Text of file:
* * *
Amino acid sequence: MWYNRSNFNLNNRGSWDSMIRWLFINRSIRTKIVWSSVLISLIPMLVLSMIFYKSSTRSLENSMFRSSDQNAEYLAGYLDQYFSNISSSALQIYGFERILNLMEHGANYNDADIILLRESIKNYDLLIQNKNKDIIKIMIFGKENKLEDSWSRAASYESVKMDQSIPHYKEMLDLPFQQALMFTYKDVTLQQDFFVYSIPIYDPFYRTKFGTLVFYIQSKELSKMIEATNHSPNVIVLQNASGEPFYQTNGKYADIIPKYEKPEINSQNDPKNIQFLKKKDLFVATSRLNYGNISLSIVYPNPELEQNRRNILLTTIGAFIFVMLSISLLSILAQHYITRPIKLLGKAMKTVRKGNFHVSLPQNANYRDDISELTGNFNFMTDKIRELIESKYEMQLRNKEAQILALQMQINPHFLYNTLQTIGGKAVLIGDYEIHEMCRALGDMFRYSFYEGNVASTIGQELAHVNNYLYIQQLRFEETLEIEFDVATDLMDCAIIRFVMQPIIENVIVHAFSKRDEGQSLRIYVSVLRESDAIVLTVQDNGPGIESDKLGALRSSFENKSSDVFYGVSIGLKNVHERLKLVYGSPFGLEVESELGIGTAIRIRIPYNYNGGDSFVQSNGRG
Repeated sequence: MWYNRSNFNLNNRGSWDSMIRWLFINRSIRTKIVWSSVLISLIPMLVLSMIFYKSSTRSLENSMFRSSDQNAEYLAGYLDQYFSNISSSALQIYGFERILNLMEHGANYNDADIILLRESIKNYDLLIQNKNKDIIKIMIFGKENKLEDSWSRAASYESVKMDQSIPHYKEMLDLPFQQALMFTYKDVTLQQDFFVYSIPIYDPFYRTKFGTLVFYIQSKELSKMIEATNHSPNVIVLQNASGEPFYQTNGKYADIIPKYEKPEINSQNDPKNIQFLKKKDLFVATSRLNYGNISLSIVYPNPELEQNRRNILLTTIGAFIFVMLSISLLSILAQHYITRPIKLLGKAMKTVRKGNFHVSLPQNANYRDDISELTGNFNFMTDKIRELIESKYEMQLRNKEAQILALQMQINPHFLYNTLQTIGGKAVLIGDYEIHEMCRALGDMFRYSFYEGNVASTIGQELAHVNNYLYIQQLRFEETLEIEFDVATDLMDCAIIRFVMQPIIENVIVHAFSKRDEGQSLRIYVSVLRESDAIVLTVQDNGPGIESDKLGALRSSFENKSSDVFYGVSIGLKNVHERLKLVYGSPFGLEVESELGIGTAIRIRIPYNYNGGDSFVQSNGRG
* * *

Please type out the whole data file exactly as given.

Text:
Amino acid sequence: MWYNRSNFNLNNRGSWDSMIRWLFINRSIRTKIVWSSVLISLIPMLVLSMIFYKSSTRSLENSMFRSSDQNAEYLAGYLDQYFSNISSSALQIYGFERILNLMEHGANYNDADIILLRESIKNYDLLIQNKNKDIIKIMIFGKENKLEDSWSRAASYESVKMDQSIPHYKEMLDLPFQQALMFTYKDVTLQQDFFVYSIPIYDPFYRTKFGTLVFYIQSKELSKMIEATNHSPNVIVLQNASGEPFYQTNGKYADIIPKYEKPEINSQNDPKNIQFLKKKDLFVATSRLNYGNISLSIVYPNPELEQNRRNILLTTIGAFIFVMLSISLLSILAQHYITRPIKLLGKAMKTVRKGNFHVSLPQNANYRDDISELTGNFNFMTDKIRELIESKYEMQLRNKEAQILALQMQINPHFLYNTLQTIGGKAVLIGDYEIHEMCRALGDMFRYSFYEGNVASTIGQELAHVNNYLYIQQLRFEETLEIEFDVATDLMDCAIIRFVMQPIIENVIVHAFSKRDEGQSLRIYVSVLRESDAIVLTVQDNGPGIESDKLGALRSSFENKSSDVFYGVSIGLKNVHERLKLVYGSPFGLEVESELGIGTAIRIRIPYNYNGGDSFVQSNGRG
Repeated sequence: MWYNRSNFNLNNRGSWDSMIRWLFINRSIRTKIVWSSVLISLIPMLVLSMIFYKSSTRSLENSMFRSSDQNAEYLAGYLDQYFSNISSSALQIYGFERILNLMEHGANYNDADIILLRESIKNYDLLIQNKNKDIIKIMIFGKENKLEDSWSRAASYESVKMDQSIPHYKEMLDLPFQQALMFTYKDVTLQQDFFVYSIPIYDPFYRTKFGTLVFYIQSKELSKMIEATNHSPNVIVLQNASGEPFYQTNGKYADIIPKYEKPEINSQNDPKNIQFLKKKDLFVATSRLNYGNISLSIVYPNPELEQNRRNILLTTIGAFIFVMLSISLLSILAQHYITRPIKLLGKAMKTVRKGNFHVSLPQNANYRDDISELTGNFNFMTDKIRELIESKYEMQLRNKEAQILALQMQINPHFLYNTLQTIGGKAVLIGDYEIHEMCRALGDMFRYSFYEGNVASTIGQELAHVNNYLYIQQLRFEETLEIEFDVATDLMDCAIIRFVMQPIIENVIVHAFSKRDEGQSLRIYVSVLRESDAIVLTVQDNGPGIESDKLGALRSSFENKSSDVFYGVSIGLKNVHERLKLVYGSPFGLEVESELGIGTAIRIRIPYNYNGGDSFVQSNGRG